4. I am very selective on the number of friends I have the number of events so I have not experienced this problem to the same degree as the other people . See you tonight.

  5. This is a conundrum. I place blame on facebook for making this a confusing matter LOL They started with a “friend” invite mentality and it turned into a “business” marketing tool. My “friend” invites get lost in the muddle of overwhelming number of “business” invites because I now choose to ignore invites. I have noticed that people are posting jpg’s of their shows with simple tag lines about the when, where, how and people can just share them – sort of like a electronic flyering.

  6. I agree, I enjoy seeing shows, but do not enjoy the notifications… I have always found that less is more, I don’t enjoy being dumped with all those invites and changes, especially by people I don’t even know. Very cool blog. Love the four times max rule…and the idea that you should not put the info out until you have all your T’s crossed.

  7. To this day I have yet to be overwhellmed by invites, so I have not encountered a problem. However I do agree that a marketer of any event needs to be careful not to alienate his audience. I will certainly consider the suggestions in your post when I will market any of my own events.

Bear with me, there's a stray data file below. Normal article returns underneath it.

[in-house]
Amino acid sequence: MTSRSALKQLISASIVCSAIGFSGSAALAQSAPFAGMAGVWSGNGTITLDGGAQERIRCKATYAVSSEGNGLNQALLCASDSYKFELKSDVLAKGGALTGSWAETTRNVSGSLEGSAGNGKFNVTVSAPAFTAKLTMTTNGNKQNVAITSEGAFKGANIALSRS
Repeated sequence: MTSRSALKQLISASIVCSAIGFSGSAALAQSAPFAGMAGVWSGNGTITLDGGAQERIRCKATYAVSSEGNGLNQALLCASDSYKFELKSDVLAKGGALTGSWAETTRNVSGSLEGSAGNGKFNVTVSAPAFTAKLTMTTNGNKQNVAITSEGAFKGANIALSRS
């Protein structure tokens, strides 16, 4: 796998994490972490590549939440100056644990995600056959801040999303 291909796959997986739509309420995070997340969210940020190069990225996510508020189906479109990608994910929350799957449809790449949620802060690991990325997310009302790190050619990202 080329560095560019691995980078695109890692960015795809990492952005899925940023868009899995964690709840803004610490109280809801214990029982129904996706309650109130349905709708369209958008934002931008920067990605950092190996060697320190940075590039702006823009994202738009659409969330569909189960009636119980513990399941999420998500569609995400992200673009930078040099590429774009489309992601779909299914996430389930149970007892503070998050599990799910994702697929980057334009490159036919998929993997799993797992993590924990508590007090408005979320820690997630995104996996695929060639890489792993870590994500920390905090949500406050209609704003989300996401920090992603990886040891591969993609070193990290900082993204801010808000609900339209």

8. Great article, have turned of many notifications… In other news, I’m going as Anastasia Fussbottom for Halloween this year!

  9. There is a lot to think about here and I am inspired. Sue, I totally agree with this: Pretend your Facebook invite is ‘going to print’ – have everything ready to go when you hit go.

    It is embarrassing and unprofessional to hand out a poster or post card with a typo or with an incorrect date, so that is why proof reading/editing is essential to avoid this. A Facebook invite should not go live unless you have made every effort to double check dates, names and link.

    Thanks for this blog post Sue!


  10. YES. Those 4 times (and only those 4 times) to hear from a marketer/promoter about a show are perfect! I don’t really see any reason to be notified more than that. It’s an ample amount of time to learn about the show and know when to act to see it before it closes!